Thursday, September 15, 2011
Tomatoes 2011: The Good, the So-So and the Zombies
Plants that were worth the effort, or at least let us feel that we saved money by purchasing plants instead of buying tomatoes at the market.
The first is an Italian tomato great for making sauces. The plants grew strongly, and so fast that I needed to add support. They tend to ripen late, but without complications. I did have some blossom end rot, but it was because I was a bit too vigorous scratching some organic fertilizer into the soil. They did not split after being watered, either.
This is an orange cherry type that produces like crazy and is very sweet, if somewhat lacking in the acidity department. These started producing early on, and are still going. No blossom end rot with these guys, either.
Anonymous reseeded red cherry.
Little water, lots of sun and still a great yield. It will probably reseed for next year, since plants have been coming up here for three years now.
These are not strictly speaking tomatoes. Yet, despite heavy infestations of white flies, sometimes looking more like a blizzard than anything else, the tomatillos managed to produce a consistent, usable crop. These were all reseeded from last year's crop, so we had well over the two plant minimum (one tomatillo plant produces nothing since the plants are not self-fertile).
These varieties gave mixed results and needed a lot of fussing, staking and fiddling. It's debatable if they were worth the extra effort, regardless of taste. Low yield, lots of labor and tragic disappointment as you find rotted, inedible fruit does not make a happy gardener.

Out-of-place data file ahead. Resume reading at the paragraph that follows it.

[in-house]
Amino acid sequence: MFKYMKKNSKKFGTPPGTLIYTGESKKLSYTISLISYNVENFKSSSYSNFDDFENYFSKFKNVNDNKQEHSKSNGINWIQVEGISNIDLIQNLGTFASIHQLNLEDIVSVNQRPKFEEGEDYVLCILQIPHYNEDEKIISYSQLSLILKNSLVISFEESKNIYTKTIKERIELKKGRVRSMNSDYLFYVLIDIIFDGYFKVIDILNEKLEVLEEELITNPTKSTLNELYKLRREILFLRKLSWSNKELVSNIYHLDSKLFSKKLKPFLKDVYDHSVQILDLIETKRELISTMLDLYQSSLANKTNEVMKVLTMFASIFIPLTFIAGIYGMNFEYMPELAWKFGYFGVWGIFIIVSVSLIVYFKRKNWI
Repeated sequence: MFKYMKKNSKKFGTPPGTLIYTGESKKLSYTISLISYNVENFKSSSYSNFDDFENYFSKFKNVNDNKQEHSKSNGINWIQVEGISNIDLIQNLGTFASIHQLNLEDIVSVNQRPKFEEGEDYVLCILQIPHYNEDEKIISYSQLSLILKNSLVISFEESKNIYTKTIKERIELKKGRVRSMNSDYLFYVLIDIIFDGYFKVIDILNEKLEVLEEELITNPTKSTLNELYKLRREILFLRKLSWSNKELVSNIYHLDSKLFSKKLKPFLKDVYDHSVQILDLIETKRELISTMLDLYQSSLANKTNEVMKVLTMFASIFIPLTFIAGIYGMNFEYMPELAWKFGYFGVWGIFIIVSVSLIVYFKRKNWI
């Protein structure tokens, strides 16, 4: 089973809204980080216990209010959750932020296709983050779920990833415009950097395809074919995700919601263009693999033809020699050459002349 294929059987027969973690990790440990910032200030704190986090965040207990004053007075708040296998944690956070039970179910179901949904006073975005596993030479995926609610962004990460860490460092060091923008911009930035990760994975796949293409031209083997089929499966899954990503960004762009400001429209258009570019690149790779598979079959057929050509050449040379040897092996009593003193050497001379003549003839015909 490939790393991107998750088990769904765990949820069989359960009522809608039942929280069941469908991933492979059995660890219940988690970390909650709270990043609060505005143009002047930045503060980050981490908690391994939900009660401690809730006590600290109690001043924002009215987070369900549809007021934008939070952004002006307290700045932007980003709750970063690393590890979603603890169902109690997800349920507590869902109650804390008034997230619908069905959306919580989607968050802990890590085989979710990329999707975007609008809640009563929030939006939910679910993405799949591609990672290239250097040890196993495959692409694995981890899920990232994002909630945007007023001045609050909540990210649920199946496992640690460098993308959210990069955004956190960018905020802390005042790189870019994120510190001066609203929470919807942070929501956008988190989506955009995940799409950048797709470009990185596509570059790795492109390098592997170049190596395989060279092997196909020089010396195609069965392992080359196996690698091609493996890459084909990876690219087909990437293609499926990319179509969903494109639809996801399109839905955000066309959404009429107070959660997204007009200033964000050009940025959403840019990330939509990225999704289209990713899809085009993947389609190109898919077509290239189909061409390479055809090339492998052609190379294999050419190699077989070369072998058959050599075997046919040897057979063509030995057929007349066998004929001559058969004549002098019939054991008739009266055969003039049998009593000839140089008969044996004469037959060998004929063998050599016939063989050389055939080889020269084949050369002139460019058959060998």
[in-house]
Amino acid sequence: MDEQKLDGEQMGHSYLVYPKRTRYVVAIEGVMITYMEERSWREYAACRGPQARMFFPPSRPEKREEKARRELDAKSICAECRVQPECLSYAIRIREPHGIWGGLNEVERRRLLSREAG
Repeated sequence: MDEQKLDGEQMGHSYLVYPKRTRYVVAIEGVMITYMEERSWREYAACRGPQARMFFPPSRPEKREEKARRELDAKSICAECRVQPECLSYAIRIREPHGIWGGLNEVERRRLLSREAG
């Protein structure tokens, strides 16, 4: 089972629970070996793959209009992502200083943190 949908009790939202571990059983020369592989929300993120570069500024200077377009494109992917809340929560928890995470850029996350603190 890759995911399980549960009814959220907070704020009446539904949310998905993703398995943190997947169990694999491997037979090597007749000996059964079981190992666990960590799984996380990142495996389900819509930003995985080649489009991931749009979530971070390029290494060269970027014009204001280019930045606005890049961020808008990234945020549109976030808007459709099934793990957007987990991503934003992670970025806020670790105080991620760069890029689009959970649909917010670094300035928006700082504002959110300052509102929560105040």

One of my favorites for flavor, Cherokee Purple was unpredictable and fussy. Some plants bore little fruit. Others dropped their fruit. There was a good deal of blossom end rot, splitting and other reasons for a perfectly good tomato to transform itself into a rotten, mildewed blob. Other tomato varieties growing nearby did not have these problems, or at least not to this extent.
Supposedly a super tasting tomato, these were not up to the level of the few Cherokee Purples that managed to elude splitting and rotting.
A fairly reliable performer here. Still, although she might be quick she's not especially tasty.
Not a lot of fruit, but when the plant got in the groove toward the end of July we had incredible tomatoes, although not the mega-pounder size you read about in veggie porn magazines.
Tomato fail. Rotting flesh, sunburn, strange plant growth. These would be better as worm food than tomato plants. A real waste of time.
Supposedly more disease resistant than the normal Brandywine, these produced few fruits, grew strangely, sunburned since there wasn't a dense canopy of leaves. We were lucky to get three edible tomatoes per plant.
Initially a great producer and early, these plants took a trip to Zombieland as soon as the weather got hot. And this wasn't even a particularly hot year. So, the end result was that the majority of the crop looks like it's just going to sunburn and rot on the vine without fully ripening.
I grew this variety years ago and remembered it as excellent and a good producer. Not here, not this year. Lots of slow to mature fruit, sparse leaf growth, sunburn and aborted fruit littering the ground. Appeared to go zombie when the weather warmed up. Blecch.
Seasoned tomato farmers have all said that this was a bad year for tomatoes. It was a great year for zucchini, but when you want tomatoes that's little consolation. Spaghetti with zucchini sauce? I think not! Yet, there's hope since next year might be better.